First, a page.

Empower your dental nurses and dental support team
The start of the new year is the perfect time to create a new habit for the team – regular monthly team meetings
Practice success is not just about fixing teeth. Teeth do not have emotions, people do. Teeth are easy.
How do you create a healthy, patient-focused aura in your dental practice? It begins with the dentist defining personal success very clearly and moves on to building a team of dedicated, motivated professionals who carry that energy and commitment into everything you do as a dental professional.
Whether you see three patients a day or thirty, whether you have four or twenty-four individuals working in the same building, you need staff meetings.
The busier you are, the more patients you see, the greater is your need to regularly stop, sit down, look into the eyes of your work friends, and learn how to define mission, collaborate, and build the daily energy necessary for prolonged success.
If a commitment to serve the patient is not enlivened by your team members, you do not have a team. Unless they understand the vision, believe in the dedication required, and are willing to hold each other accountable for defined outcomes, you do not have a team. Staff meetings are foundational to the success of a team.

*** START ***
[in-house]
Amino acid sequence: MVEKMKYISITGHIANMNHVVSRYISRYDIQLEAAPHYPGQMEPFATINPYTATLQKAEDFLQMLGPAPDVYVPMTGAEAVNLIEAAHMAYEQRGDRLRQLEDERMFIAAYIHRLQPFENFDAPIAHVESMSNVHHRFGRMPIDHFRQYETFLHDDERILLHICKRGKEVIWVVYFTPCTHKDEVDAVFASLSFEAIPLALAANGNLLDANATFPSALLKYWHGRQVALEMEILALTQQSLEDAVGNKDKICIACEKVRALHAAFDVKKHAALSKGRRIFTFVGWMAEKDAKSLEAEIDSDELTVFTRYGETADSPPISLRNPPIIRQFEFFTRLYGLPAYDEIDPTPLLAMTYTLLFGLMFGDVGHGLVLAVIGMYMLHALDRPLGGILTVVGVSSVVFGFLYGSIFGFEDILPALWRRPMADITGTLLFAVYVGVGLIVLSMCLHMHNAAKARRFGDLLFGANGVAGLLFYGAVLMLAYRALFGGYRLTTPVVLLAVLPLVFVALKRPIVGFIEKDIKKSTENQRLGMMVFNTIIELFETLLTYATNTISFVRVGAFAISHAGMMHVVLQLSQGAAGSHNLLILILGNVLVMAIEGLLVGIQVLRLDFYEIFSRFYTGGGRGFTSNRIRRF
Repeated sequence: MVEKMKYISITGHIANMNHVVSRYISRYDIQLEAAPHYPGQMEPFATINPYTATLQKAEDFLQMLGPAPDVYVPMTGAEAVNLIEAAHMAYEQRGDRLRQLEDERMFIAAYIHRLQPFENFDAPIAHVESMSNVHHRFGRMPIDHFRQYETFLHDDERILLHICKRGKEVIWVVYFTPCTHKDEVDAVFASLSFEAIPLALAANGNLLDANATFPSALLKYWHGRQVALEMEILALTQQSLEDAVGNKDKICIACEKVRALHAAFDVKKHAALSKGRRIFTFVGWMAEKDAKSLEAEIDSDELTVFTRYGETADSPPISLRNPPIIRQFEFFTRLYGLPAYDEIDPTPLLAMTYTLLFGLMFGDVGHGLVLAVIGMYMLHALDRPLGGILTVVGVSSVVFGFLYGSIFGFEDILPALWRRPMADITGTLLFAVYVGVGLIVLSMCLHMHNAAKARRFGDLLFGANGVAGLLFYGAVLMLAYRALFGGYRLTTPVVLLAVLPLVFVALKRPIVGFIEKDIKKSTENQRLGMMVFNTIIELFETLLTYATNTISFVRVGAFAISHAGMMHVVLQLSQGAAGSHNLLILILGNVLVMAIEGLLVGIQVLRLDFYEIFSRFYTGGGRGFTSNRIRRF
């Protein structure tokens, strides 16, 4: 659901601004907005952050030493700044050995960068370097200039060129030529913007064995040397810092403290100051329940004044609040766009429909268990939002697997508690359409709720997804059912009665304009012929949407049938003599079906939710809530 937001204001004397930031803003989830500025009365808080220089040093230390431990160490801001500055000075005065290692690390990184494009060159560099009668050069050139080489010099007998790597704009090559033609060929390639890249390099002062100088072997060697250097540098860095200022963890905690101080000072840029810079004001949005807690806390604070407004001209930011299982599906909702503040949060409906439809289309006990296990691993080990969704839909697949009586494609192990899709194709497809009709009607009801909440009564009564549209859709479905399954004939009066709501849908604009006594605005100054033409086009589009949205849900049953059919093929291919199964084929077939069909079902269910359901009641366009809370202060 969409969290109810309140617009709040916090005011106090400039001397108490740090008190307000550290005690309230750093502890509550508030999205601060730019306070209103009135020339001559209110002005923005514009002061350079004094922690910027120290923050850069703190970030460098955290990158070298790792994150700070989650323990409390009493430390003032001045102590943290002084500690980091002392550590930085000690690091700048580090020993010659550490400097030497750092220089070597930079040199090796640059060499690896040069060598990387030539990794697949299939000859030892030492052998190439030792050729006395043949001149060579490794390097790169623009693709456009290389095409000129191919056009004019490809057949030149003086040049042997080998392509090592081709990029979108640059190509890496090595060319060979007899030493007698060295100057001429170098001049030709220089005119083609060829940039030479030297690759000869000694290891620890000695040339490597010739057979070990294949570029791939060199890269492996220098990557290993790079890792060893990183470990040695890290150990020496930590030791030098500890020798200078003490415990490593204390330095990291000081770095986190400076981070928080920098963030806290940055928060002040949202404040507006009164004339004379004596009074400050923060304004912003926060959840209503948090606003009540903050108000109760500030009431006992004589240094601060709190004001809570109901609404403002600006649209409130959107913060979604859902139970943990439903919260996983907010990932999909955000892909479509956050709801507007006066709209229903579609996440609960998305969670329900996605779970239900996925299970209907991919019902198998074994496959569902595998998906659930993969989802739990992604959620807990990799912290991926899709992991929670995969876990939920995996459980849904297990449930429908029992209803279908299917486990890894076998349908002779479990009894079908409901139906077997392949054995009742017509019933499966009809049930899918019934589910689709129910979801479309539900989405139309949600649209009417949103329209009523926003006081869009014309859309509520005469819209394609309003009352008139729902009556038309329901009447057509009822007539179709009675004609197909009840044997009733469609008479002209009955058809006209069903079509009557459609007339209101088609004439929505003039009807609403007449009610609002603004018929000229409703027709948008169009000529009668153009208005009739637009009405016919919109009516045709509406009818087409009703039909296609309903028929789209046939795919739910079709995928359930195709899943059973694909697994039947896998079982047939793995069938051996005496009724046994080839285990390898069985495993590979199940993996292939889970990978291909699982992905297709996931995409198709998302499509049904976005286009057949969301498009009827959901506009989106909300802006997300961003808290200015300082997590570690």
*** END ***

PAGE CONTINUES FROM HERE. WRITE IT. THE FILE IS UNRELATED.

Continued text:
Agree on Success—Order without Control
Definition of success for the team: the entire staff enjoys, participates, takes away lessons, and improves service to the patient and to each other. Definition of success for the dentist: you develop rapport, educate, challenge, affirm, and grow a team of people to expand your ability to help patients make better choices about oral health.
You have an orderly pattern to your office systems without having to control or dictate the daily patient encounters in the delivery of oral health services in your office. Involve your entire staff in the process of patient service. Their confidence and authority to act comes from shared goals and common expectations for success. You can focus on direct patient care while your team demonstrates the attentiveness and service you would want if you were a patient in a dental office.
Team meetings must be:
· Regular but team-driven
· Focused but flexible
· Fun but productive
In order to become regular, team meetings need to be scheduled at a definite time with no opportunity to change the date or shorten the length of the meeting.
Six parts to predictably successful team meetings:
1. Rewarding experiences
2. Action list
3. Reports: hygiene, dentist, supplies, gift account
4. Housekeeping list
5. Education topic